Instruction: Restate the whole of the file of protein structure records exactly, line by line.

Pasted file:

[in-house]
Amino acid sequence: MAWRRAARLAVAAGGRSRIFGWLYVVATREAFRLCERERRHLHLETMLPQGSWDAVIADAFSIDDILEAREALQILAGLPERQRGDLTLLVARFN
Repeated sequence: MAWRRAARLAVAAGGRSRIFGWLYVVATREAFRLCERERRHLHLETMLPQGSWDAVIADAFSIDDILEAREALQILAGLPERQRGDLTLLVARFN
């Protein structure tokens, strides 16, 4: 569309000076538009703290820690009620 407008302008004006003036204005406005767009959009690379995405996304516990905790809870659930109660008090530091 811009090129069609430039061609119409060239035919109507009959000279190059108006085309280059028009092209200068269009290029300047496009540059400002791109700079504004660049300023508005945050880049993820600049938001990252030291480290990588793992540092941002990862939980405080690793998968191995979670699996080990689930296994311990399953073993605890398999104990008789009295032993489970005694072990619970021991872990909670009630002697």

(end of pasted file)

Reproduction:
[in-house]
Amino acid sequence: MAWRRAARLAVAAGGRSRIFGWLYVVATREAFRLCERERRHLHLETMLPQGSWDAVIADAFSIDDILEAREALQILAGLPERQRGDLTLLVARFN
Repeated sequence: MAWRRAARLAVAAGGRSRIFGWLYVVATREAFRLCERERRHLHLETMLPQGSWDAVIADAFSIDDILEAREALQILAGLPERQRGDLTLLVARFN
């Protein structure tokens, strides 16, 4: 569309000076538009703290820690009620 407008302008004006003036204005406005767009959009690379995405996304516990905790809870659930109660008090530091 811009090129069609430039061609119409060239035919109507009959000279190059108006085309280059028009092209200068269009290029300047496009540059400002791109700079504004660049300023508005945050880049993820600049938001990252030291480290990588793992540092941002990862939980405080690793998968191995979670699996080990689930296994311990399953073993605890398999104990008789009295032993489970005694072990619970021991872990909670009630002697």